Adjusting the acoustics

The actual challenge in fine tuning of the Sibelius Hall was the acoustic diminishing of the large orchestral hall for the purposes of a septet and two different quintets.

The hall has 188 acoustic doors divided on three levels. The majority of the doors are on the side walls, and about one fifth inbehind the stage on both sides of the organ facade. Outside the inner side walls of the hall, there are echo chambers the full height of the hall. Just outside the acoustic doors there are adjustable, full height woolen banners for controlling the echo in the chambers.

Above the stage, there is a reflecting canopy, which can be adjusted height-wise in four independent parts. Hanging down from the canopy are two parallel curved lines of plexiglass reflectors about half a meter deep for giving controlling "cat's-eye"  reflections. The canopy settings together with the early side reflections also play a major role in blending the ensemble sound.

During the rehearsal, acoustician Henrik Möller opened together 40 of the acoustic doors on both sides of the hall towards the back and behind the stage. He also lowered the curtains behind the doors to their full length. All of this was done in order to shorten the reverberation time (from about 2.5 to less than 2 seconds), thereby increasing the intimacy.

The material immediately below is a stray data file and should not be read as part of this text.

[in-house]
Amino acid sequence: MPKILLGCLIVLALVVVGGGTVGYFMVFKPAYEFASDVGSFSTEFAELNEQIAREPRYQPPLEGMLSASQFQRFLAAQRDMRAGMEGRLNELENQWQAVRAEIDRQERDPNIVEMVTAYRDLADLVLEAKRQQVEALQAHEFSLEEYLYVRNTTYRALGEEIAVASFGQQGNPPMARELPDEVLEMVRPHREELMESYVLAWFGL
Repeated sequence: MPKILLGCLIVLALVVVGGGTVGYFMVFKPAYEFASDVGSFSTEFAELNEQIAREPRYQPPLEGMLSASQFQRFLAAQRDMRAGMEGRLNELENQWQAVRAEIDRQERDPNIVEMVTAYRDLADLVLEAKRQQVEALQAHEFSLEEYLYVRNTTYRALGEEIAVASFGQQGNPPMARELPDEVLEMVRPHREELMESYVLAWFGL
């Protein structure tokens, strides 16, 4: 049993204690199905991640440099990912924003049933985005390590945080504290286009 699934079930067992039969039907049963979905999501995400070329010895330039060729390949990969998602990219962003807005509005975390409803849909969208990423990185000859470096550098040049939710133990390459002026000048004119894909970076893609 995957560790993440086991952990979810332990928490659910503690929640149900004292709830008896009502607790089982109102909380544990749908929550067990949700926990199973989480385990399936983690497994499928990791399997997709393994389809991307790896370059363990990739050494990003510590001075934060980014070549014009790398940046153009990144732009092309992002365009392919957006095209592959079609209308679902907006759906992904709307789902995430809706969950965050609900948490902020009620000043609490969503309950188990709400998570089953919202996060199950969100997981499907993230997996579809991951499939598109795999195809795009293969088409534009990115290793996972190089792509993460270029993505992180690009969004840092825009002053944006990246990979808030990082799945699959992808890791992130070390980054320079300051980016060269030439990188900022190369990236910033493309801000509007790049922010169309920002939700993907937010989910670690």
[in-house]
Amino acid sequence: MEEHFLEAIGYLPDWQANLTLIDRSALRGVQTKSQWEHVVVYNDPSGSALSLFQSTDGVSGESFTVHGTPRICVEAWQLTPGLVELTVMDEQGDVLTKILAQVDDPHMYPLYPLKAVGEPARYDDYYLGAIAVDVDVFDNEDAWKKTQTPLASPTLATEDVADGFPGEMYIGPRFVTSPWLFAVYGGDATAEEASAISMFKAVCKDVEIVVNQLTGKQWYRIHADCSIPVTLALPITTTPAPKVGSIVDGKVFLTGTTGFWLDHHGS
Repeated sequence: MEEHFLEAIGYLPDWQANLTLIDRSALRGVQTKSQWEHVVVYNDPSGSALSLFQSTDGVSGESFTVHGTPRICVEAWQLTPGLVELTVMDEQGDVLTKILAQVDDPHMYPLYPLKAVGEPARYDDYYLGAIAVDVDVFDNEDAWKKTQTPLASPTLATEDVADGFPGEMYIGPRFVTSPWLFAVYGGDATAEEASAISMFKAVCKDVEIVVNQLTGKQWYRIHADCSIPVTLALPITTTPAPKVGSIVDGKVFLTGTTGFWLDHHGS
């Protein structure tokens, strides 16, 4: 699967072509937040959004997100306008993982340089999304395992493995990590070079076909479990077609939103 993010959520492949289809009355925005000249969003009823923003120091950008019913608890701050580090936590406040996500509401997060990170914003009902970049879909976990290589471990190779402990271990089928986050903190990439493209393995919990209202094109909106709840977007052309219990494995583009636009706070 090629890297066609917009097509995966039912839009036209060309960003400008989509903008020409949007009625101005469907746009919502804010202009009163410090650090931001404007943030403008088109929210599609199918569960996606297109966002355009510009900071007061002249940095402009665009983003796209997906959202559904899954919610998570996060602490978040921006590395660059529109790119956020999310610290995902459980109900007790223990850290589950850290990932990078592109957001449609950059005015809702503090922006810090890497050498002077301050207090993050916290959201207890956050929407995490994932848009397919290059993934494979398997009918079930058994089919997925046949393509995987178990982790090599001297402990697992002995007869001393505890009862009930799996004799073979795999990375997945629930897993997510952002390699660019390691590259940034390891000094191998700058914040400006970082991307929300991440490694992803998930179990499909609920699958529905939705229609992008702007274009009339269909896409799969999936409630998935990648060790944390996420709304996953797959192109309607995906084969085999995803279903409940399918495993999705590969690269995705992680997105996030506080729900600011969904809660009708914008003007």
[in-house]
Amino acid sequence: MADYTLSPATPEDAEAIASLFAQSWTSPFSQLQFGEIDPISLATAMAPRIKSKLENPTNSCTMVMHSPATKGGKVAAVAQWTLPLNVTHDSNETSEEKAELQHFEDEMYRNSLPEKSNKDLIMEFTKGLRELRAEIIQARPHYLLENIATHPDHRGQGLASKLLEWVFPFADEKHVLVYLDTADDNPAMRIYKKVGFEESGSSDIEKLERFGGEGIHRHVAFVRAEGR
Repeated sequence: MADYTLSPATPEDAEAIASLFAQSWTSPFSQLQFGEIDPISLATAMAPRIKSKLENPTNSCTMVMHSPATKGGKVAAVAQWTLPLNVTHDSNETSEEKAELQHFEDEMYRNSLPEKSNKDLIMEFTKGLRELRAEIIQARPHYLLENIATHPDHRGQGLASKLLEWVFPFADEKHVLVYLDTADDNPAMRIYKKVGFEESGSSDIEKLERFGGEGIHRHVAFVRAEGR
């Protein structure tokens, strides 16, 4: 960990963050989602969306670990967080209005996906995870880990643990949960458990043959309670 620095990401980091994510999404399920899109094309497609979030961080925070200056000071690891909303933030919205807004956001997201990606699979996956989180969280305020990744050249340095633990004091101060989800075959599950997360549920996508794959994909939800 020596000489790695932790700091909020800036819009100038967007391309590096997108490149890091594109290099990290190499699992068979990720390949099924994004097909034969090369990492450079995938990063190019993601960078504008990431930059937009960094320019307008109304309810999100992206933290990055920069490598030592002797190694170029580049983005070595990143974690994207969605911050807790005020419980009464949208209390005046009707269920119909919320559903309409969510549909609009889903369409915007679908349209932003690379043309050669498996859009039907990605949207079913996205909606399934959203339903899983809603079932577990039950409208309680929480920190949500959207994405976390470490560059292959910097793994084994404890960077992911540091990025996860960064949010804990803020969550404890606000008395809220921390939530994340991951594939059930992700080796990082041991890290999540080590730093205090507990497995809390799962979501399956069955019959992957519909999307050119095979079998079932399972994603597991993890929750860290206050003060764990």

For optimal control reflections on the stage and for good projection to the parterre, the canopy was lowered about 1.5 meters from its full orchestra adjustments, approximately down to the level of the bottom of the second balcony. Due to these adjustments, the audience was to be seated only in the parterre.

Onstage the ensembles were placed in half circles in rather front, around the oval grand piano lift. The double bass was in the middle, in practice at the spot where the conductor normally stands. The table of the bass was squarely facing the audience, because even if the overall sound of double bass is not especially direction-specific the sound attack of the instrument is.


Septet seating:



                                                clarinet                                                                        violin

                                                      bassoon                                                         viola

                                                                    horn                                    cello

                                                                                    double bass





Acoustic doors open and curtains fully down

The hall, albeit so familiar, feels and seems big - too big for these ensembles. While we concentrate on putting Beethoven together, acoustician Möller seems to hover above the acoustic control table and jump around the hall.




I feel and hear the whole ensemble well, but don't seem to get perfect grip of the ring of the bigger chords, the power vanishes – until - in the middle of the Variazioni movement the overtone ring suddenly sprinkles from above like pixie dust! What did you do Mr. Möller? – Just lowered the canopy – well, like for a meter!